2. I’ve started writing permission slips for myself. This isn’t my own brilliant original idea. It, of course, came from the unmatchable Brene Brown. I am a big rule follower. I have secret fears that I might have accidentally become a Nazi temporarily had I lived in the WW2 era, simply because I would have followed the new governmental rules. It’s a common nightmare I have. Also, coincidentally a big symptom of my Type One-ness in that I constantly fear deep down I am morally corrupt and evil. But I digress and also, please continue to be my friend. I do actually possess good qualities. I make excellent guac.
Moving on, I like rules! And if the right person gives me permission, I won’t think twice about what I have been tasked to do. I remember at the age of 6 begging my mother to forbid me from playing with a little neighborhood girl down the street, Mary Susan. I did not like Mary Susan. She was a little bit mean and manipulative and also just always wanted to play with dolls and I despised dolls. But I was a very polite 6 year old who didn’t know how to stick up for herself or address conflict, other than a quick “na-na-na-boo-boo” while running away, and so I came up with a genius idea. If my mother forbade me from playing with her, I wouldn’t have to anymore! My mother found this request ridiculous and did not have the time in her hat wearing day to deal with my silliness so my plan was thwarted and I was forced to play with a lot of dolls until we moved a few years later.
I like permission. I like following the rules. What Brene Brown has taught me to do is to make myself powerful enough to get to change my own rules, to give myself permission. I now give myself permission to be human and make mistakes. I give myself permission to set a boundary and then guard it with my life. I even give myself permission to quit sometimes. This one is still a tricky one for me and is often carried out with much mourning and gnashing of teeth. But when I do it carefully and thoughtfully, man! Does it bring the truest of freedoms.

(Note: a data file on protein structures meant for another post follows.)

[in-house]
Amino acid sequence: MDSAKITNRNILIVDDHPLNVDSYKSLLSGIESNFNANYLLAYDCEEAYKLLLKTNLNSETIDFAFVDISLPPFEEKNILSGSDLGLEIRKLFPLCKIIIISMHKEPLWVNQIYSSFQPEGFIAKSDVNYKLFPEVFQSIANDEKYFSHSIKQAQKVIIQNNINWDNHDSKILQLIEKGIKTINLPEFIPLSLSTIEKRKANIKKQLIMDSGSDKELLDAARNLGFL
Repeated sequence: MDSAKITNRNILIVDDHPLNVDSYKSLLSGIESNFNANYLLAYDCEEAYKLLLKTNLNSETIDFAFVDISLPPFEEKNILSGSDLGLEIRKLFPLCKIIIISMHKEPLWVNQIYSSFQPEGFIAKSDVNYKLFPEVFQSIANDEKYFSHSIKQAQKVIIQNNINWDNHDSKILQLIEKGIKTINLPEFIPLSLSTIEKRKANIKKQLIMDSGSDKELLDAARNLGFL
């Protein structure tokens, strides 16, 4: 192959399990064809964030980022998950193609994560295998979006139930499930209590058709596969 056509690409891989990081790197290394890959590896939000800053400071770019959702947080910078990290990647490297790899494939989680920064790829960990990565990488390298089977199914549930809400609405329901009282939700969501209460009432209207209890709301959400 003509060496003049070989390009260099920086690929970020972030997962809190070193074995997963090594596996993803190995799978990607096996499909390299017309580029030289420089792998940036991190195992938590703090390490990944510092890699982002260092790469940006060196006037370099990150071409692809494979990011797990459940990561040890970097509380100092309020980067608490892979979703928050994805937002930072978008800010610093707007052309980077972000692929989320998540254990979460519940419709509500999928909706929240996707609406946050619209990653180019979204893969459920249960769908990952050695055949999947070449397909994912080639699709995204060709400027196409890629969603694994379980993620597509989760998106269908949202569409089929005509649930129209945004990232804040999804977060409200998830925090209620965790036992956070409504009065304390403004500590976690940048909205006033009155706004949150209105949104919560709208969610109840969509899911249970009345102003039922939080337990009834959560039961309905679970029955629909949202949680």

3. I’ve stopped planning. Well, not really, I still plan. I still plan our meals for the week and when the house will get cleaned and when I can get the oil changed in the car and when we can take a break for a week and head to the beach. But I have stopped planning for ALL of the worst case scenarios. There are some unanswered questions in my life right now. There are some BIG forks coming up in the road. I don’t do forks. I do road maps. Even better, I do Siri telling me each direction I will be taking and when there is a stupid amount of traffic up ahead and how to avoid it. My usually M.O. when presented with a fork way up ahead is to begin planning for it NOW. I create multiple end game scenarios. If A happens then I do B and then that leads to C. Unless of course, A1 happens in which case you react with B9 and that leads to C57. All of this planning would always prove to be exhausting and eventually maddening because it is IMPOSSIBLE to predict all of the factors and inevitably, when the dust would settle I would find myself at ZZ76, which I didn’t even know existed when I began the worst case scenario road map!
So I don’t make huge contingency plans for the future anymore. Instead, I watch and I wait a lot. It sometimes feels infuriating. It sometimes feels like a waste of time. But it also presents its own unique brand of power to me. It shows me the choices I have to make and it slows down the timeline in which I have to make them. It gives me room to breathe. It keeps me from running in circles while waiting for the world to end. And it reminds me the world never really does come to an end. Life changes, I adjust. Loss occurs, I grieve. Life is given, I celebrate.
None of this is rocket science. All of it can be found in a variety of self help books or by sitting on a counselor’s couch a couple times a month. And all of it has lead me to a place of sweet, sweet surrender. Stress still happens. I still spin out. I happened to have taken a very angry walk around my neighborhood just yesterday because I was on the verge of a massive spin out. But I took a breath. I looked at my choices. I picked a hat. I wrote a permission slip. And I surrendered.